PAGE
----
HYDROLOGIC AND EROSION RESPONSES OF BURNED WATERSHEDS
The enhanced probability of catastrophic wildfires in the western United States and elsewhere in the world has increased the need to understand the flooding risk and the erosion and depositional responses of burned watersheds. In addition, surface water flowing from burned areas may carry increased levels of sediment, organic debris, and chemicals that may contribute to significant degradation of municipal water supplies and aquatic habitats. Our project has three main thrusts: (1) we are investigating the relation between rainfall intensity and peak water discharge from burned watersheds, a relation that depends on the size of the rainstorm, the size of the burned area and burn severity, and the changes in infiltration capacity of the soil; (2) we are investigating the hillslope and channel erosion and deposition processes after wildfire with a focus on predicting these processes on a watershed or landscape scale rather than on a single hillslope plot or channel cross-section scale; and (3) we are examining the water quality impacts of wildfire and are synthesizing post-fire water-quality sampling protocols.
Mission or Goal
An extensive body of literature exists on the effects of wildfire on watersheds. Wildfires have burned across the landscape of the western United States for centuries, but the magnitude of the geomorphic effect on the landscape is unknown. By understanding the magnitude of the runoff response and the erosion and deposition responses of recent wildfires, we can provide data for landscape evolution models in areas prone to wildfire. In addition, an understanding of the runoff response will contribute to better methods of predicting post-fire flooding to minimize the loss of life and property. Watershed-scale predictions of erosion and deposition from these natural disasters can be used by land managers to prioritize forest treatments based on erosion potential before and after wildfires. Moreover, we hope to contribute to an understanding of wildfire as an element of an ecosystem’s disturbance regime.
The Buffalo Creek Fire in May 1996 burned 4,690 hectares in the mountains southwest of Denver, Colorado. This wildfire lowered the erosion threshold of the watershed. As a consequence of this wildfire, a 100-year rainstorm in July 1996 caused erosion upstream and deposition of this alluvial fan at the mouth of a tributary to Buffalo Creek. Buffalo Creek is flowing to the right at the bottom of the photograph. Photo by R. H. Meade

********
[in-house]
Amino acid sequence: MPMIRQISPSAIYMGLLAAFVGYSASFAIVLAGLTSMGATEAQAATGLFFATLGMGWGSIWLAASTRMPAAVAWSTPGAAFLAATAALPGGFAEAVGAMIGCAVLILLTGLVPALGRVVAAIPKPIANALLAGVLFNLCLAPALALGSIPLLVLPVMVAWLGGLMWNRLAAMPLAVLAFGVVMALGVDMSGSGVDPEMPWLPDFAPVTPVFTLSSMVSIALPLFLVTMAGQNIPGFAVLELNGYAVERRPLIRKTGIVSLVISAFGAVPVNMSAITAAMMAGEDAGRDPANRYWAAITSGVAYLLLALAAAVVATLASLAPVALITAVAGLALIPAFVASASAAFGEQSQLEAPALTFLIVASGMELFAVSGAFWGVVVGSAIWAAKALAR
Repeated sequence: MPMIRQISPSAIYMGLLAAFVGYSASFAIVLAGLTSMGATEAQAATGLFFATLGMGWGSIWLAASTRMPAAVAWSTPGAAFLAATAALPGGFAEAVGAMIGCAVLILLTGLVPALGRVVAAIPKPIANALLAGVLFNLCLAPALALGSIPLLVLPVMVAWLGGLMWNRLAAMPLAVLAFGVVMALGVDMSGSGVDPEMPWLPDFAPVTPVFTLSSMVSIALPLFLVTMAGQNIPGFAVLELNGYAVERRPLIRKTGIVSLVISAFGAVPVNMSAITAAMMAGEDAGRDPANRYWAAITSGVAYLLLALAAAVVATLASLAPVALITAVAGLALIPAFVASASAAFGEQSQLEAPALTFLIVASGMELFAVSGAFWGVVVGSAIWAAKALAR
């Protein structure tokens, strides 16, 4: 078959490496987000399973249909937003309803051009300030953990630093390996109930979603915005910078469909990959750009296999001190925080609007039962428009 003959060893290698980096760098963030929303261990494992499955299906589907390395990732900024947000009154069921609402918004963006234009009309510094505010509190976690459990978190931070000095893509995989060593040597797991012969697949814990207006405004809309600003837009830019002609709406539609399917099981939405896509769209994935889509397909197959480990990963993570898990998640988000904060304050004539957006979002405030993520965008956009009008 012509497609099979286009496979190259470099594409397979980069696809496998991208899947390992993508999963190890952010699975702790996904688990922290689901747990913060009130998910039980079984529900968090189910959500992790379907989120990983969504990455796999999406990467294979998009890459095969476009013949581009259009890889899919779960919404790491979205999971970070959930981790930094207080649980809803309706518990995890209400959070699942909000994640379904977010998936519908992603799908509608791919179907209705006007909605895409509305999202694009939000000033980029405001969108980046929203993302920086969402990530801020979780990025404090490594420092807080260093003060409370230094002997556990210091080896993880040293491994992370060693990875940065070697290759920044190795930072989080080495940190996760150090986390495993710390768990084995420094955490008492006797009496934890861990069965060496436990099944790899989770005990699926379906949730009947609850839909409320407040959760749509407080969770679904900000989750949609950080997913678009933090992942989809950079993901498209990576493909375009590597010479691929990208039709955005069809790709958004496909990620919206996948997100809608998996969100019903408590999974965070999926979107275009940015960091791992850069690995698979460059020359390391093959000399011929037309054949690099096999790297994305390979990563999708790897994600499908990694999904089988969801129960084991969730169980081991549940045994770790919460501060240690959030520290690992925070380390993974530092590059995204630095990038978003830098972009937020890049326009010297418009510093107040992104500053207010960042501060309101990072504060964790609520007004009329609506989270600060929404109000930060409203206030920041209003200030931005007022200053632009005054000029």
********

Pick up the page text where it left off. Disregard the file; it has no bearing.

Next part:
A consequence of wildfire is the increased probability of flash floods. This flash flood occurred in Spring Creek on 29 July 1997 within the area burned by the Buffalo Creek Fire. The view is upstream and the discharge is about 5.0 m3/s from a maximum 30-minute rainfall intensity of about 19 mm/h. Rainfall-runoff relations suggest a rainfall threshold at about 10 mm/h above which much larger flash floods occur. Photo by John A. Moody
Another consequence of wildfires and subsequent rainfall is erosion. This erosion of a drainage created an incised channel after the Cerro Grande Fire near Los Alamos, NM. The view is upstream and the blue backpack is about 1 meter tall. The maximum 30-minute rainfall intensity was about 20 mm/h. The incision seen in this photo was after the wildfire and rain storm; prior to the storm this drainage had no definite banks. Photo by John A. Moody
Channels draining burned areas have zones of erosion and zones of deposition. This deposition was downstream from an erosion zone shown in the previous photo. The peeled bark indicates the highest level of water and debris during a flash flood. Sediment is coarse sand and gravel. The view is downstream and the blue backpack is about 1 meter tall. Photo by John A. Moody
Debris and Sediment
Organic debris and sediment were deposited in Strontia Springs Reservoir, which supplies drinking water to the cities of Denver and Aurora. This debris came from two watersheds (Buffalo Creek and Spring Creek) burned by the 1996 Buffalo Creek Fire. Associated with this debris was an increase in manganese, which increased the chlorine demand of water treated for municipal usage. Photo by John A. Moody
Rill erosion on a burned hillslope after the Buffalo Creek Fire. Photo by John A. Moody